SAN FRANCISCO (KGO) -- Passionate protestors against California's same sex marriage ban gathered outside the Federal Courthouse in San Francisco Monday morning. Inside, closing arguments are now underway in the trial over Proposition 8.
"This case for us is about how we as Americans just want to be treated equally by our government and under the law and today we will be going to court with that very simple request," said plaintiff Sandy Stier.
"All we are asking the court to do is to make sure that we are protected under our constitution, like every American is supposed to be," said plaintiff Jeff Zarrillo.
Inside the courtroom right now are superstar attorneys Theodore Olson and David Boies. The attorneys are best known for battling each other over the Bush-Gore election controversy. They are now on the same side, arguing that Proposition 8, the voter approved ban on same sex marriage, is a violation of the constitution's guarantee of equality. Members of the Alliance Defense Fund were at the courthouse to support the Prop 8 ban.
"The 7 million voters in California voted for Prop 8. They made a reasonable, legitimate public policy decision that the constitution permits. The federal judge should just defer to their decision," said Jordan Lorence of the Alliance Defense Fund.
Chief U.S. Judge Vaughn Walker is also being asked to rule on the 18,000 same sex marriages that occurred in California during the six month period when they were legal. Yes on 8 attorneys want the judge to rule that government agencies, courts and businesses no longer have to recognize the couples as married.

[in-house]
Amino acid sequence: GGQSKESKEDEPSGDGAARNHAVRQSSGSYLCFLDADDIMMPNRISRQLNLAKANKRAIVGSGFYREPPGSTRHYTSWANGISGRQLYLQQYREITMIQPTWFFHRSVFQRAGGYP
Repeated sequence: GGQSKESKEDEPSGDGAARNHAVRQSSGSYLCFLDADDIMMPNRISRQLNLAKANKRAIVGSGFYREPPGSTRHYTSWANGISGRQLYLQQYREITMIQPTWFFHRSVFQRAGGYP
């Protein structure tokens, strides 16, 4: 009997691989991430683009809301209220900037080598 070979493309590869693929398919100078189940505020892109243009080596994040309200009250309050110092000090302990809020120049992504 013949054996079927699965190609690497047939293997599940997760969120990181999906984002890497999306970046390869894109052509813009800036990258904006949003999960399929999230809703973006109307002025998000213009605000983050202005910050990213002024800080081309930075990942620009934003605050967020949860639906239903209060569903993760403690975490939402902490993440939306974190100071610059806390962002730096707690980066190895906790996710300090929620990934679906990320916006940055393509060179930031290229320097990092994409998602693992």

"This is a very odd request by the defendants. That issue was resolved by the California Supreme Court, it is a matter of California state law and I don't think Judge Walker has jurisdiction to interfere with that decision," said ABC7 Legal Analyst Dean Johnson.
Judge Walker's opening line had the court buzzing.
"Judge Walker in his very first opening line said 'I'm sorry this took so long, but after all it is June and June is the month for weddings.' Was he telegraphing a decision?" asked Johnson.
Olson argued on how the word marriage has taken on an extended meaning throughout history. He brought up examples of how it was expanded to include slaves and interracial marriage. Olson argued that these expansions have not only changed the institution, but made it stronger.